The tool commonly referred to as a sharpening steel—it looks like a lightsaber—should really be called a honing steel. Norman Weinstein, a chef-instructor of knife skills at the Institute of Culinary Education in New York and the author of Mastering Knife Skills, says that a steel will probably last about three to four years. “If you run your thumbnail around the perimeter, you’ll feel the grooves; if you can’t feel them, they’ve worn down.” At that point, it’s time for a new one.
You should hone your knives every time you use them. If you looked at a knife under a microscope, Weinstein says, it would look like a bunch of teeth pointing out. As the blade is used, those teeth fold down. A honing steel realigns the teeth so they point out again, enabling the knife to cut better. It’s important to note that regular honing steels won’t work with some super-hard-steel knives like the high-end Japanese Global knives.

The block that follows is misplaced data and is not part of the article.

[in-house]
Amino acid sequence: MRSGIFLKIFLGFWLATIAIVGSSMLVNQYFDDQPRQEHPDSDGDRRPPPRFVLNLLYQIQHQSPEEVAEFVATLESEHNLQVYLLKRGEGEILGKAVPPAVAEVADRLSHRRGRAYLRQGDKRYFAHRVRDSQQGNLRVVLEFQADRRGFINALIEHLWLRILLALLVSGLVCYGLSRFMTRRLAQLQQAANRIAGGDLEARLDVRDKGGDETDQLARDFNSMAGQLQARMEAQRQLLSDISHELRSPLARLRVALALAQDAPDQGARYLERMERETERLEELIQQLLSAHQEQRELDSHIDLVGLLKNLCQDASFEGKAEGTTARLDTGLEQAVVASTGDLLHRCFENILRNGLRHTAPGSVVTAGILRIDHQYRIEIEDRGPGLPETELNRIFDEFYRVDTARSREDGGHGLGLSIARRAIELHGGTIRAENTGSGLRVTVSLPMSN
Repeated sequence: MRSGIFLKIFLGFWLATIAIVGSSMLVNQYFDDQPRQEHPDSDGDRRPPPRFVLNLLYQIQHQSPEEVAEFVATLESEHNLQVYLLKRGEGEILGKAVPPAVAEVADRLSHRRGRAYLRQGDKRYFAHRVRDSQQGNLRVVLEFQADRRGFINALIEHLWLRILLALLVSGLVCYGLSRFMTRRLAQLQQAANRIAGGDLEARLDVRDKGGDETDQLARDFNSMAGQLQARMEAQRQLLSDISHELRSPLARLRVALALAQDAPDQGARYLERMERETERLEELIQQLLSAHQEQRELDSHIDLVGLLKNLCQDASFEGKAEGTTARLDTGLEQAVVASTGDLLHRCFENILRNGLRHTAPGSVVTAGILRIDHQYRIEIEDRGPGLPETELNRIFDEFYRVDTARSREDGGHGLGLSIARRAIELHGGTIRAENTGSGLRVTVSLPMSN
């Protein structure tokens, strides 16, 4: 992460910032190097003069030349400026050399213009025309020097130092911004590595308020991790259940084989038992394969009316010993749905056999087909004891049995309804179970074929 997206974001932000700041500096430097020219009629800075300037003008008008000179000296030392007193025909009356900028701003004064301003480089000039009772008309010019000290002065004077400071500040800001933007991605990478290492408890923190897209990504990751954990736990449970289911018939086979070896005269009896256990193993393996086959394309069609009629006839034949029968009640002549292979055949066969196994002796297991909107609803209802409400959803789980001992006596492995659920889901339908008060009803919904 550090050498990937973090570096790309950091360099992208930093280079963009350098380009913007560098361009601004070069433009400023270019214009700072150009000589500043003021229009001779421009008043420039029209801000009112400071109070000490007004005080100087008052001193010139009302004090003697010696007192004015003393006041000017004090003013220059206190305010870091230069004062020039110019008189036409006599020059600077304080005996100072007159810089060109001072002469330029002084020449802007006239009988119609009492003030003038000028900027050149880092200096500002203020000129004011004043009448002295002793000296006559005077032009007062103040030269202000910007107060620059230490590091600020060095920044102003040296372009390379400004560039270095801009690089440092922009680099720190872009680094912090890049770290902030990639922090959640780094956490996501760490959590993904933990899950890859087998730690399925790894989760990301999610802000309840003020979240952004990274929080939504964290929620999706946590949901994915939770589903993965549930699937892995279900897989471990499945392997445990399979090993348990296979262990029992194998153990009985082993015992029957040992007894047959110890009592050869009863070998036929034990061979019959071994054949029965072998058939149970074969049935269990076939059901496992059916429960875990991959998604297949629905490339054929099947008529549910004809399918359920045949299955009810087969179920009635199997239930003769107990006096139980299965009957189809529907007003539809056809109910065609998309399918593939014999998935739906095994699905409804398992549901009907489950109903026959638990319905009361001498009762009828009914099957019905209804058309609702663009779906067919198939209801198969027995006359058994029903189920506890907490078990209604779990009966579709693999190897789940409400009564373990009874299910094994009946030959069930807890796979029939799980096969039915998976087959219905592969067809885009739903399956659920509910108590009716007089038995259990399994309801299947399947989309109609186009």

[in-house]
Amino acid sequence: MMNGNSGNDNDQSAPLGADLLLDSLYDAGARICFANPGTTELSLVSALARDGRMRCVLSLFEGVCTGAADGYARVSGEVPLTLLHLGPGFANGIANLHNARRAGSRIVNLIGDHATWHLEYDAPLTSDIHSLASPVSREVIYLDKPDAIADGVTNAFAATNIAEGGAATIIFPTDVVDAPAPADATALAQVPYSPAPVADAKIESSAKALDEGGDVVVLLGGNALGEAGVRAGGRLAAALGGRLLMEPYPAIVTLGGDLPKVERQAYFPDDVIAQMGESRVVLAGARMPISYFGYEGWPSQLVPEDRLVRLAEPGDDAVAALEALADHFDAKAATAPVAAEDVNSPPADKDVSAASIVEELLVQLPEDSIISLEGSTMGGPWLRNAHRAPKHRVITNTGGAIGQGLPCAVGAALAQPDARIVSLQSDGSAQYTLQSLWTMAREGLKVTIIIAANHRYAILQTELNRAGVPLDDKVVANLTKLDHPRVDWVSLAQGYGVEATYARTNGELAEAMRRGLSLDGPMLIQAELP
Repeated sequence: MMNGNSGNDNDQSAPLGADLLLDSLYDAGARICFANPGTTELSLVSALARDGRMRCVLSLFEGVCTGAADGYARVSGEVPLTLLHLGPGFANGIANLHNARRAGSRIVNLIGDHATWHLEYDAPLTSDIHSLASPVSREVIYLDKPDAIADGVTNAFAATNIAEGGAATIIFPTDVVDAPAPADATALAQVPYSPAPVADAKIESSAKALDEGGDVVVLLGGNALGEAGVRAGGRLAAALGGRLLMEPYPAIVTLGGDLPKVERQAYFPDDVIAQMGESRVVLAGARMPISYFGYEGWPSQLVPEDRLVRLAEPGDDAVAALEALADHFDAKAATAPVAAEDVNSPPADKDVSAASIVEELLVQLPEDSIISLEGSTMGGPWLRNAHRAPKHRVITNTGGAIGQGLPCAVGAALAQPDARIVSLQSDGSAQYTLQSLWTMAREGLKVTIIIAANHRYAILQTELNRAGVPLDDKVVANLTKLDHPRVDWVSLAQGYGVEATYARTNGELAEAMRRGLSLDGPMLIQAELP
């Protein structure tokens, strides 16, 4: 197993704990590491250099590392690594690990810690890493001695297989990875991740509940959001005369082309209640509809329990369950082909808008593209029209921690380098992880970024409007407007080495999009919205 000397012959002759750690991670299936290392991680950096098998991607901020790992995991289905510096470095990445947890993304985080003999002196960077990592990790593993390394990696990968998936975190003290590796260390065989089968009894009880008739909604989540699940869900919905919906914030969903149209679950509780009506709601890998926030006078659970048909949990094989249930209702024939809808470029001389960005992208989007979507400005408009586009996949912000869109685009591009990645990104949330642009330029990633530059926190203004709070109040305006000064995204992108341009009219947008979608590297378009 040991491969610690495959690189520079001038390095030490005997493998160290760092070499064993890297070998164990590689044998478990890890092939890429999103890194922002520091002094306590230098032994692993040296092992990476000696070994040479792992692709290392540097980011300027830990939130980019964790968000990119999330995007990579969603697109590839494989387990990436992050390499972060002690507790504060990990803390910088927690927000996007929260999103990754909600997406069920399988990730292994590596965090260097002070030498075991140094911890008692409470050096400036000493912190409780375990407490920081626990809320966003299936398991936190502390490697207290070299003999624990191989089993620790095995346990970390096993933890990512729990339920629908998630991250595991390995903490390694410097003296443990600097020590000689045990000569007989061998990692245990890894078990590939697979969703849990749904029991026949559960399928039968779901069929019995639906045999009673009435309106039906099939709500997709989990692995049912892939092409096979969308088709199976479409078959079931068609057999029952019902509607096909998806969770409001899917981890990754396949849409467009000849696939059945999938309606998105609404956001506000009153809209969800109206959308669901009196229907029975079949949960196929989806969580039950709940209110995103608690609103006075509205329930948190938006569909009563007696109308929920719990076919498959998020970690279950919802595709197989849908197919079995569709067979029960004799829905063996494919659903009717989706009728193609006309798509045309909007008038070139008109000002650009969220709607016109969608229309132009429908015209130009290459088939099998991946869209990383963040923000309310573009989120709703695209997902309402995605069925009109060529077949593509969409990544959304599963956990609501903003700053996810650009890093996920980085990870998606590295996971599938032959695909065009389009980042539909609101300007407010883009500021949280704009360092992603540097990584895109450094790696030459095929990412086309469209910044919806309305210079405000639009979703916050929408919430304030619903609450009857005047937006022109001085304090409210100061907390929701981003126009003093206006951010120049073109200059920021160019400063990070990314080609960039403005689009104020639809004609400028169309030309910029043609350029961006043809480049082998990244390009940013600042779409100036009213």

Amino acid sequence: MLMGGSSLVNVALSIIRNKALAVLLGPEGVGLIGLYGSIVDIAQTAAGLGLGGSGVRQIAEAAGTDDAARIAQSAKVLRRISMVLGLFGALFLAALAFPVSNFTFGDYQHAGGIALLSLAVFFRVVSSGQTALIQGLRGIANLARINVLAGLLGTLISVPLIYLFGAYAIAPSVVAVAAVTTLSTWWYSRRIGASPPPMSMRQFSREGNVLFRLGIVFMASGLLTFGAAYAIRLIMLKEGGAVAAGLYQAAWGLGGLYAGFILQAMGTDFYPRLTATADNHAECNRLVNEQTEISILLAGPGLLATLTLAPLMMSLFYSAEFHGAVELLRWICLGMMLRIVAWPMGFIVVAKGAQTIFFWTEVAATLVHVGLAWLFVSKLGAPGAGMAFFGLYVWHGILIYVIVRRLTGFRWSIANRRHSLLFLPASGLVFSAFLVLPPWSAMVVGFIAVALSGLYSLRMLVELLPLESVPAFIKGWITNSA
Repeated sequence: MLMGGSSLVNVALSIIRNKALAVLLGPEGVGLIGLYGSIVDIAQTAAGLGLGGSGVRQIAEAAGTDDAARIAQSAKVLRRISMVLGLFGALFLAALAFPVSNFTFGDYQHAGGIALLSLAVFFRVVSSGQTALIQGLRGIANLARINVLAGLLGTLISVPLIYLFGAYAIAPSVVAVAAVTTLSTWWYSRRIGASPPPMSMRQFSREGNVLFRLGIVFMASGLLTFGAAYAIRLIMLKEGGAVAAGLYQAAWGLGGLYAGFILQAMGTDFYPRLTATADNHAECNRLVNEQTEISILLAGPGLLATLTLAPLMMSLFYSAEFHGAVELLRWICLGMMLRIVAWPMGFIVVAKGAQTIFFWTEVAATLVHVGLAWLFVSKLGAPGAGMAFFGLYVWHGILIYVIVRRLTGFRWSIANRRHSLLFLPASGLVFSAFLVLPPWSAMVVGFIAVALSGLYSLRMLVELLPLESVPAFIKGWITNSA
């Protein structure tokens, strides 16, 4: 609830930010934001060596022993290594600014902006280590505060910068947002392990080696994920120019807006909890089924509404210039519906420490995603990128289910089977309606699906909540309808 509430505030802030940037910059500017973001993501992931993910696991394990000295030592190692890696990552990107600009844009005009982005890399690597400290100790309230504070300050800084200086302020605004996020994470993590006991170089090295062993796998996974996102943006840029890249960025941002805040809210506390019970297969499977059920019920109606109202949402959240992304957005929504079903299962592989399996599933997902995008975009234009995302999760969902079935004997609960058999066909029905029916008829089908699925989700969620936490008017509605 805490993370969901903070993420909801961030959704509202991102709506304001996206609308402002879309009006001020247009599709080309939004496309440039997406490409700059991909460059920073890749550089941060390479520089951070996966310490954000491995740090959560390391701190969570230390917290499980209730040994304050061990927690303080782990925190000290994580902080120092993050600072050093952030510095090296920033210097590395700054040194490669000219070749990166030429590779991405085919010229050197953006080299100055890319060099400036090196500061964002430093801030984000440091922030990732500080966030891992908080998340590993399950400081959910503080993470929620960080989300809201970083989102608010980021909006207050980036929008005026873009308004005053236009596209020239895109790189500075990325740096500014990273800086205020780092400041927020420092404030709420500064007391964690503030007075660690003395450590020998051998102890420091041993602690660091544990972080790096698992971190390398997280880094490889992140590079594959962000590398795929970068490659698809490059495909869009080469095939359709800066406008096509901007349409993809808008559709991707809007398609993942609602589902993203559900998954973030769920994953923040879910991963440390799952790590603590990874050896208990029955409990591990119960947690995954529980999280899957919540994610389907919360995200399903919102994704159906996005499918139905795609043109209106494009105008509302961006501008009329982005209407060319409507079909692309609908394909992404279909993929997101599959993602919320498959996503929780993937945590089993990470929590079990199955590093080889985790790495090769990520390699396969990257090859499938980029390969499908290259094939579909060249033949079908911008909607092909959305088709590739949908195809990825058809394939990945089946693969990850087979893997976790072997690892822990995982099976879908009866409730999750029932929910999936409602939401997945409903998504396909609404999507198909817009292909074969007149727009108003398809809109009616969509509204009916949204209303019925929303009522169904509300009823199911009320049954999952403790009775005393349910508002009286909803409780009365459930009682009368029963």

You can use a diamond sharpening steel for touch-ups when your honing steel has stopped being effective. But Weinstein says that your knives should be professionally sharpened about once a year. Sharpening is the process of rebeveling the edge of a knife by putting it on an abrasive tool and actually grinding some of the steel off.
When buying a honing steel, look for one that’s two inches longer than your longest knife (for example, a 12-inch steel would be best for a 10-inch knife). Expect to pay between $55 and $75 for a quality medium steel. (The designation medium or regular refers to the spacing of the grooves around the steel, not the hardness.)
See Chowhound for more tips on sharpening knives.